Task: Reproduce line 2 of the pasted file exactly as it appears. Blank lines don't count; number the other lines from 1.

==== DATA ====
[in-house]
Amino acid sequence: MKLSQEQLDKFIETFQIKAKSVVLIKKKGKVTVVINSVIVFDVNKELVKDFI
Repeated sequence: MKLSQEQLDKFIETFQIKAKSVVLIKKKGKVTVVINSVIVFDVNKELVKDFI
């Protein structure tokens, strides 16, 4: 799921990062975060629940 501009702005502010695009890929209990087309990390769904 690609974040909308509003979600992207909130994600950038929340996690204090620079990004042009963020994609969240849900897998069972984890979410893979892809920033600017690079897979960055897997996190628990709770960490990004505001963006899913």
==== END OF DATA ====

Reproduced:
Amino acid sequence: MKLSQEQLDKFIETFQIKAKSVVLIKKKGKVTVVINSVIVFDVNKELVKDFI